Galvanized pipe question...

Discussion in 'Plumbing Forum, Professional & DIY Advice' started by fatdaddy, May 4, 2009.

  1. fatdaddy

    fatdaddy New Member

    Joined:
    Aug 14, 2007
    Location:
    Connecticut
    I have an old cabin.Fifties. Some of the plumbing has been replaced and I have some pvc and copper but most is galvanized threaded pipe,I think.
    When I last visited the place,the cold water in the bathroom and the supply to the toilet ran VERY slowly.The hot was OK and the hot and cold in the kitchen was good. My cousin offered her thought--perhaps the pipes have clogged with minerals for the cold in the bathroom.
    My questions are:
    How does one join copper to galvanized in this situation IF I need to replace the colds supply? Should I use copper or get threaded galvanized pieces to match what I remove if in fact the issue is clogged pipe?
    Thanks in advance.
     
  2. SewerRatz

    SewerRatz Illinois Licensed Plumber

    Joined:
    Nov 20, 2008
    Occupation:
    Chicago Illinois Licensed Plumber
    Location:
    Chicago, IL
    dielectric unions

    You need to use dielectric unions.
     

    Attached Files:

  3. Sponsor

    Sponsor Paid Advertisement

     

    Attached Files:

  4. fatdaddy

    fatdaddy New Member

    Joined:
    Aug 14, 2007
    Location:
    Connecticut
    Are they readily available?

    Like an ACE HARDEWARE? If so,how do they get installed? Sweat on the copper side and threaded on the galvanized side?
    I may have a plumber do it eventually but I alwasy like to save when I can.
    The trouble is...going under the house.Spooky to say the least!
     
  5. nhmaster

    nhmaster Master Plumber

    Joined:
    Jul 30, 2008
    Occupation:
    Tech. Instructor
    Location:
    S. Maine
    thread on the galv side, swett on the copper. Why not rip it all out and pexify the place?
     
  6. SewerRatz

    SewerRatz Illinois Licensed Plumber

    Joined:
    Nov 20, 2008
    Occupation:
    Chicago Illinois Licensed Plumber
    Location:
    Chicago, IL
    Shame on you saying that dirty word... pex..
     
  7. fatdaddy

    fatdaddy New Member

    Joined:
    Aug 14, 2007
    Location:
    Connecticut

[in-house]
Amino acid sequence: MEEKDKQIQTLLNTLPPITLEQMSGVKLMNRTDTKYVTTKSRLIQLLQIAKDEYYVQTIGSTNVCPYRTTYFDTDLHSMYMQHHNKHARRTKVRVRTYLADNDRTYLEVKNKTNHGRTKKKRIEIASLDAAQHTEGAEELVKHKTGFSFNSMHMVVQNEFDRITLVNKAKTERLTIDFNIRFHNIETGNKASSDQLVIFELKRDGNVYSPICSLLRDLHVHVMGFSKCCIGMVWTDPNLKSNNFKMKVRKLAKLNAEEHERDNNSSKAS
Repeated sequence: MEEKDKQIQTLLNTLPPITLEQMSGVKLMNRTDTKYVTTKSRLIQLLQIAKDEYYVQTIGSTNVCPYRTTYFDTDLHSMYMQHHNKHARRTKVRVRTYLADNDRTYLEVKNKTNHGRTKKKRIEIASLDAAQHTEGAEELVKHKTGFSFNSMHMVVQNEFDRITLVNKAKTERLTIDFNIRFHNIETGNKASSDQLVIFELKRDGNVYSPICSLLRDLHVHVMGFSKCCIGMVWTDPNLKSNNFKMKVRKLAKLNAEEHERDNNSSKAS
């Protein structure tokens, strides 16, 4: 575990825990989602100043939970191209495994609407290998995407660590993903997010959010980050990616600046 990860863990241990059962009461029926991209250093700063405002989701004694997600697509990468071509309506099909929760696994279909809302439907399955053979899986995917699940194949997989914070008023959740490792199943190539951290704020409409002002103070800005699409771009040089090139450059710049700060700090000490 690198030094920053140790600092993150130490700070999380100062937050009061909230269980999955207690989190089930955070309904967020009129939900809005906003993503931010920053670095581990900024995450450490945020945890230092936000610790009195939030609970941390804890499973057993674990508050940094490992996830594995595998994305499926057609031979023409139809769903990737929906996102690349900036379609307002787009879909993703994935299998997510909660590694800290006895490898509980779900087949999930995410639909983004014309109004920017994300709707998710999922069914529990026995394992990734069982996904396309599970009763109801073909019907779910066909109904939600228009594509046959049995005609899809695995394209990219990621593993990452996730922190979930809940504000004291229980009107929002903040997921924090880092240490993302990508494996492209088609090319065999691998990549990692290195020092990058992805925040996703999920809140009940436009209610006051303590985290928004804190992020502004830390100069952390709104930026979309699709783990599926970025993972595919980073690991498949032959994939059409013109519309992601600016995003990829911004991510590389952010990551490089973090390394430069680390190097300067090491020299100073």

If I went out more than once every few years

    I would engage in serious upgrades but the junction noted (Thanks Rat) might just do the trick. Sweating under that old tinderbox might just be what the doctor ordered in terms of a major remodel!
    Any other conncetions that might work without sweating?
    Thanks.
    Alan
     
  8. kingsotall

    kingsotall Plunger/TurdPuncher

    Joined:
    Aug 17, 2008
    Occupation:
    Hand copper part cleaned ready to go
    Location:
    Flagstaff, AZ Sitting on an upside down 5 gallon b
    Sharkbites may be the trick. God, I wish I wasn't posting this. :(
    Just the thought of you, fatdaddy, under the house with a torch and it being a tinder box and all. :rolleyes:
     
  9. Terry

    Terry Administrator Staff Member

    Joined:
    Aug 17, 2004
    Occupation:
    Plumber
    Location:
    Bothell, Washington
    It's a cabin.
    Just pull out "all" of the galvanized and replace with PEX

    Any galvanized you leave in, will be replaced shortly.
    And when you start adding copper, the galvy will go downhill very quickly.
     
  10. fatdaddy

    fatdaddy New Member

    Joined:
    Aug 14, 2007
    Location:
    Connecticut
    OK. SO I use PEX.

    Sharkbite connections the best?
    If other connections used,what are the tools I will need.
    ALSO,this stuff will be under the cabin but not in the ground,I think.Do critters gnaw on PEX? Can it be insulated like copper,with foam?
    Thanks.
     
  11. jadnashua

    jadnashua Retired Defense Industry Engineer xxx

    Joined:
    Sep 2, 2004
    Occupation:
    Retired Systems engineer for defense industry.
    Location:
    New England
    Mice have been known to chew on pex that is exposed. Yes, you can use standard pipe insulation on it...the OD is the same as equivalently sized copper (the ID is smaller because the wall thickness is larger).

    Sharkbites work when connecting pex, but because of their costs, it quickly becomes cheaper to use the manufacturer's fittings and attachment tools if you are doing a lot of work. THey're great for repairs or a temporary repair (like capping a line prior to installation of a fixture or making a repair where there's not much room).
     
Similar Threads: Galvanized pipe
Forum Title Date
Plumbing Forum, Professional & DIY Advice Need specs. for Galvanized Pipe Project Nov 5, 2014
Plumbing Forum, Professional & DIY Advice Galvanized iron pipe for underwater use? Oct 31, 2014
Plumbing Forum, Professional & DIY Advice new house, only galvanized pipe left = problems. Aug 9, 2014
Plumbing Forum, Professional & DIY Advice Pipe Size Question - PEX to Galvanized Aug 25, 2013
Plumbing Forum, Professional & DIY Advice Galvanized pipe in newer home? Jul 25, 2013

Share This Page